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25 Days of Essential Oils – Day 25

The last day of the 25 Days of Essential Oils, ends with nutmeg.

Nutmeg essential oil has a spicy scent. I wanted to write about nutmeg essential oil because some may not know what to do with this essential oil. I have only used nutmeg in cleaning and diffusion blends. I have created holiday scents for Halloween, Thanksgiving, and Christmas using nutmeg with a mix of other essential oils for cleaning and diffusion. I never felt the need to use this essential oil topically due to the low topical max. There are other essential oils that can also help with queasiness, sore muscles/joints, and spasms with a higher and safer topical max. But as always, this is just another essential oil you can use, especially if you like the scent of this one over others that are just as therapeutic. I put a link in my references by the Tisserand Institute on nutmeg if you want to learn more. Interesting fun fact about nutmeg. It was said the Romans used nutmeg as money.


Essential Oil Common Name: Nutmeg


Latin Name: Myristica fragrans


Family: Myristicaceae


Part of Plant Used: Seeds/Kernels


Extraction Method: Steam Distilled


Notes (Scent and Staying Power): Middle


Safe for Ages: Safe for ages 6+, but with the low topical max, I would use the suggestion 15+. There is a chart in the Tisserand Institute link in the references below that has the percentages to use for different age groups. Avoid internally for all ages. Avoid under age 6 all routes (internally, topically, inhalation). Read here on how to do skin patch testing.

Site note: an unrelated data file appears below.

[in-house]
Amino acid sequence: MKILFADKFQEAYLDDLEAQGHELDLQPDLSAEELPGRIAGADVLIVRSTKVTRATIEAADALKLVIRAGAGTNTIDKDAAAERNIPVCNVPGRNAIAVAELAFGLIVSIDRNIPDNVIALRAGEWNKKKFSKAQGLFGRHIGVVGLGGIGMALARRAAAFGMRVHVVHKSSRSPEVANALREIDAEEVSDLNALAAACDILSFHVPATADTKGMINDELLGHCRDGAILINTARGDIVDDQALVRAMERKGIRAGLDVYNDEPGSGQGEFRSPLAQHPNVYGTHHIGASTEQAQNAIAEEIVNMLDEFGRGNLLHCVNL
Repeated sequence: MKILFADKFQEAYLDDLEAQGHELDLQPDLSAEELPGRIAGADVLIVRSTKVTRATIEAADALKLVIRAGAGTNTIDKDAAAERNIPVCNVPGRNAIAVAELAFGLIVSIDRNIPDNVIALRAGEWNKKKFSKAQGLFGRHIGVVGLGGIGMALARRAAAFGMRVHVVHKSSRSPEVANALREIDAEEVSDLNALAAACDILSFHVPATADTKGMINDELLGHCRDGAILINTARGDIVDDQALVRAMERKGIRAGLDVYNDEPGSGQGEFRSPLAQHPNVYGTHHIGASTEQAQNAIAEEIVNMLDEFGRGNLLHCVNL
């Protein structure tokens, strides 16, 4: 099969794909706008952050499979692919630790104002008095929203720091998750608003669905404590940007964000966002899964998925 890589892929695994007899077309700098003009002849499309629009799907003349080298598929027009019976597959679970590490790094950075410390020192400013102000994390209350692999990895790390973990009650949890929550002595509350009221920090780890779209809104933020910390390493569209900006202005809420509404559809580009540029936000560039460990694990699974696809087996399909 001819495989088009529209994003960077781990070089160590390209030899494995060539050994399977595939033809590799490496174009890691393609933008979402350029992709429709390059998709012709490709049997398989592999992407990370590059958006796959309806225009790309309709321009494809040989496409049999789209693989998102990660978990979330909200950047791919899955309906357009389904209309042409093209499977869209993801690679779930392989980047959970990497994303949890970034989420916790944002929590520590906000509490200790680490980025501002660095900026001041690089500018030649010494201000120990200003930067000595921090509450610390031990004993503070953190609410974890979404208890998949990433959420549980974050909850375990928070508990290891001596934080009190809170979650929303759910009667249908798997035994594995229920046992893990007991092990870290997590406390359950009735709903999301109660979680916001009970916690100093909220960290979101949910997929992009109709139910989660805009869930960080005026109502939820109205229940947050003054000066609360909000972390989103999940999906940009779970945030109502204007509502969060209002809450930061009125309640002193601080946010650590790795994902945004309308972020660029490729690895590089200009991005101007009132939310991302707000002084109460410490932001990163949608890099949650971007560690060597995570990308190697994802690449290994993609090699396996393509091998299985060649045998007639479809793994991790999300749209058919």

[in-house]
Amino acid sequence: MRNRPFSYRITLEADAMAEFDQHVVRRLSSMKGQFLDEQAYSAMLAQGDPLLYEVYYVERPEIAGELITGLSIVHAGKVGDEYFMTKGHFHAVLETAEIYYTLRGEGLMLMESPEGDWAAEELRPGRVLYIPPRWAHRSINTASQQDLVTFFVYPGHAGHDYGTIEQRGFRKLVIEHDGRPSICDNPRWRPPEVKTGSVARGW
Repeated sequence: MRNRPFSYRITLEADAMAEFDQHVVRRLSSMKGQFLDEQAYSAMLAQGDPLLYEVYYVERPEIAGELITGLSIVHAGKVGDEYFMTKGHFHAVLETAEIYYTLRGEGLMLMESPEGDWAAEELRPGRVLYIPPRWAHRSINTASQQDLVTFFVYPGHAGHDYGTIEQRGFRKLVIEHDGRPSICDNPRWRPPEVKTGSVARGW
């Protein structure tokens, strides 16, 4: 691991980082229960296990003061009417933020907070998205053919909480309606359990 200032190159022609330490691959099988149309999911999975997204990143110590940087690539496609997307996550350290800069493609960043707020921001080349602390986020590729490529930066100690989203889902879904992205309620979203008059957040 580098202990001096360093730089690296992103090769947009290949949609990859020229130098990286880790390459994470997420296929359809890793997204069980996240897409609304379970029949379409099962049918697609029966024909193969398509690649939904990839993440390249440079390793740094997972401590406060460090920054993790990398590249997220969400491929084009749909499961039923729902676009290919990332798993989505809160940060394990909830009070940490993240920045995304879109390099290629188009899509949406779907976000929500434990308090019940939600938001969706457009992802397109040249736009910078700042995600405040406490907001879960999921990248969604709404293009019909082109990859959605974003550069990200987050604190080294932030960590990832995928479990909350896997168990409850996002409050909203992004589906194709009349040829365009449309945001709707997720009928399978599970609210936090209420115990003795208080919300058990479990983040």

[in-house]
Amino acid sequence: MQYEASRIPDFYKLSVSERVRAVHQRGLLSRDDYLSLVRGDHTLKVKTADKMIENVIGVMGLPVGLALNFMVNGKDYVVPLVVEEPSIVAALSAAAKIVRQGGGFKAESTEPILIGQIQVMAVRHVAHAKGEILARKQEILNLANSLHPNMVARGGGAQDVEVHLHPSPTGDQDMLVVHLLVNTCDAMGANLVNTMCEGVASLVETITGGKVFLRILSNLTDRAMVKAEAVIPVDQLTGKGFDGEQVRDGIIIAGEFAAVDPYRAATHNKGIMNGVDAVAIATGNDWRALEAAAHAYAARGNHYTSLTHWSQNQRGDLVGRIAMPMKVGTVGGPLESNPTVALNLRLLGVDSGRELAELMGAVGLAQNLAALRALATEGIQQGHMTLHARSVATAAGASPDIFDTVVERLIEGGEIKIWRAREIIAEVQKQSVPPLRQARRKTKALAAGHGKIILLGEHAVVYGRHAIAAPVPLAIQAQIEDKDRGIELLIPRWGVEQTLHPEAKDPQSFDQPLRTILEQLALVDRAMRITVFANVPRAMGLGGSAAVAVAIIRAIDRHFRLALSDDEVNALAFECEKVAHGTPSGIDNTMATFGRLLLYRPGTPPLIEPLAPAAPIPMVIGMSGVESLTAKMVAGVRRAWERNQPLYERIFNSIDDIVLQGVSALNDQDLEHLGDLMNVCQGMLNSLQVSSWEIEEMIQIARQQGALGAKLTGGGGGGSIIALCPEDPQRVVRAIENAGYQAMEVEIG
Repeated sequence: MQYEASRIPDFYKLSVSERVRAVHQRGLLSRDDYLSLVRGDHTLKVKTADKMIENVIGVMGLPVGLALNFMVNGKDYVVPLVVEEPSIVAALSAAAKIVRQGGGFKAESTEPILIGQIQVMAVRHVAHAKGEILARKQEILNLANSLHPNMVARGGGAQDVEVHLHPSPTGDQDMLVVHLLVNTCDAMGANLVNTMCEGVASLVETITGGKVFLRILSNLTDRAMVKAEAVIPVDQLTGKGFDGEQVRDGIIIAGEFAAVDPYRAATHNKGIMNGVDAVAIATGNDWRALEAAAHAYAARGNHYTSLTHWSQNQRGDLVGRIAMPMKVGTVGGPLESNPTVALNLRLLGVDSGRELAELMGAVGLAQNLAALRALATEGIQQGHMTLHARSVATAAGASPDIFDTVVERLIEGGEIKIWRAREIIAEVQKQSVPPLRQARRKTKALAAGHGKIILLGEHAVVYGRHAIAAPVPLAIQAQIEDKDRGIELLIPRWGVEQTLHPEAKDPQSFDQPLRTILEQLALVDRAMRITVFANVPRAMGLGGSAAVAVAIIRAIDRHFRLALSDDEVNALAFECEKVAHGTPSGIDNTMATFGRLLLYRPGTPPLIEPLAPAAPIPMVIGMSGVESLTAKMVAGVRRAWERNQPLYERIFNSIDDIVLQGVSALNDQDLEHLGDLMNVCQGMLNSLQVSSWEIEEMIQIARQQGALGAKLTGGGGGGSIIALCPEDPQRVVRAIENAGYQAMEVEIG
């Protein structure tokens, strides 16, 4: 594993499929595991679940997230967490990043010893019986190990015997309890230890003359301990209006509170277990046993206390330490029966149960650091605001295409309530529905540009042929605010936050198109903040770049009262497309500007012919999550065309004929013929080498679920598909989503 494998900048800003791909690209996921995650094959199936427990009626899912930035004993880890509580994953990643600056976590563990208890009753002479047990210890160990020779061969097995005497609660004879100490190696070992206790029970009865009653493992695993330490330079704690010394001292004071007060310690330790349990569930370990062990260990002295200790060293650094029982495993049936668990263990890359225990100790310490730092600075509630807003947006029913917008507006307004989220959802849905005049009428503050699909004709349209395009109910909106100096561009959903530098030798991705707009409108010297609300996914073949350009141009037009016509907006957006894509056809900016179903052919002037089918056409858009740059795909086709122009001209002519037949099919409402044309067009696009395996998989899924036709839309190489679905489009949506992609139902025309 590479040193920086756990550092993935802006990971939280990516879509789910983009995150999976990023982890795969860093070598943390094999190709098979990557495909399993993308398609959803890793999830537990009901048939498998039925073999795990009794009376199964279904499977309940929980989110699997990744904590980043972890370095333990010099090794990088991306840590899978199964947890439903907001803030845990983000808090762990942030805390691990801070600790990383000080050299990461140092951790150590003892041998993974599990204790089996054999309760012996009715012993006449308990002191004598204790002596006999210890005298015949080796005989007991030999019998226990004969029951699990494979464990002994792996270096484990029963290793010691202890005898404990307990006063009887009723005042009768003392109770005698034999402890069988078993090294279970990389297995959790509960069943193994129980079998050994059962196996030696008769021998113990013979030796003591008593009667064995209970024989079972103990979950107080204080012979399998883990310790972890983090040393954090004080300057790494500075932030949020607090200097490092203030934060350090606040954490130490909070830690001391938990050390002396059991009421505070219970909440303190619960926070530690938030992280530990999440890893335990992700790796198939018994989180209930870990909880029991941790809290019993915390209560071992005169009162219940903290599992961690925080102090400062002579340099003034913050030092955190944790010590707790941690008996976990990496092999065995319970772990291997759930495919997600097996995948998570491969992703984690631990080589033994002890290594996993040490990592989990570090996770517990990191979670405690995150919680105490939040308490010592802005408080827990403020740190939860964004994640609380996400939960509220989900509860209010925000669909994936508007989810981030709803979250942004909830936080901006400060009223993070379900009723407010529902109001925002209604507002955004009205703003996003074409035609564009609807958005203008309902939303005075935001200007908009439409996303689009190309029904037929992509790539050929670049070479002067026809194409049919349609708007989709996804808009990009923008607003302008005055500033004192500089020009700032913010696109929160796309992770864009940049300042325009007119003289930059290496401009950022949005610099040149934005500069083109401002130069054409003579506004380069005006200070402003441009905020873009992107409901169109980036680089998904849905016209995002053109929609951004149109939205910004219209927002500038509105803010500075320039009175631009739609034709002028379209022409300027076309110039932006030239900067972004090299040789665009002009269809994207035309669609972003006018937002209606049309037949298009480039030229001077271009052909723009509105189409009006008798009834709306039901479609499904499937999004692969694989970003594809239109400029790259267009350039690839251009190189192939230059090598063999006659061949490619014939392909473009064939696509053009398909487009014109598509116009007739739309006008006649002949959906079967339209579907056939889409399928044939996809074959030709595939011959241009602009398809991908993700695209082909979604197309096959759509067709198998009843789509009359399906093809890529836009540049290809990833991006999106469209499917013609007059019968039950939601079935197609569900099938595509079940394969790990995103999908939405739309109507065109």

Safe for Pregnancy: No


Safe for Breastfeeding: No


Topical Max: The topical max for nutmeg essential oil is 0.8% (East Indian) and 5% (West Indian). The company you purchase from should have this information so you know how much to dilute. Always dilute before applying it to the skin.


Shelf Life: 3 Years


Key Therapeutic Properties/Actions: Analgesic, Antifungal, Anti-inflammatory, Antimicrobial, Antirheumatic, Antispasmodic, Gas relief.


Contraindications: The only contraindication would be excessive use of nutmeg essential oil. Nutmeg is psychotropic in high doses. It can also cause nausea, tachycardia, hallucinations, and skin sensitization.


Where to purchase: Nutmeg here.


Final thoughts from the 25 Days of essential oils: First, I want to thank you for reading these last 25 days. Secondly, I want to add, when you do choose an essential oil, pick them with intention. No need to be afraid of your essential oils, even though there are some safety concerns. All you need to do is think about the purpose of your use and follow the safety guidelines. Have a sore muscle or tummy ache? Find something to use topically. For a sore muscle, you wouldn’t diffuse the oil, right? Have congestion or a runny nose? Make a personal inhaler or use a diffuser. You can check out my blog post on diffusing safely here. Just make sure you follow the safety of each oil so you can use them for many years to come without issues. Misusing, or using extremely high levels of essential oils for longer than needed periods could lead to possible sensitives that your body may reject. Remember, use them with intention, follow safety limits and you will be fine.


Thank you for reading!

Love and Nature,

Nicole


Remember: The contents of this blog post are intended for educational and informational purposes only and may not be the best fit for you and your personal situation. It shall not be construed as medical advice. The information and education provided here is not intended or implied to supplement or replace professional medical treatment, advice, and/or diagnosis. Always check with your own physician or medical professional before trying or implementing any information read here. Click here to read more about my medical/FDA disclaimers.

 

References:

Tisserand, R., & Young, R. (2014). Essential Oil Safety. (2nd ed.). Churchill Livingstone.


Tisserand, R. (2019) Assessing the Safety of Essential Oils – the Nutmeg Case. Tisserand Institute. https://tisserandinstitute.org/assessing-safety-nutmeg/


Petersen, D. (2016). Aromatherapy Materia Medica. American College of Healthcare Sciences.


Aromahead Institute. (n.d.). Aromatherapy Certification Program. [Courses]. Aromahead Institute. https://courses.aromahead.com/aromatherapy-certification-program




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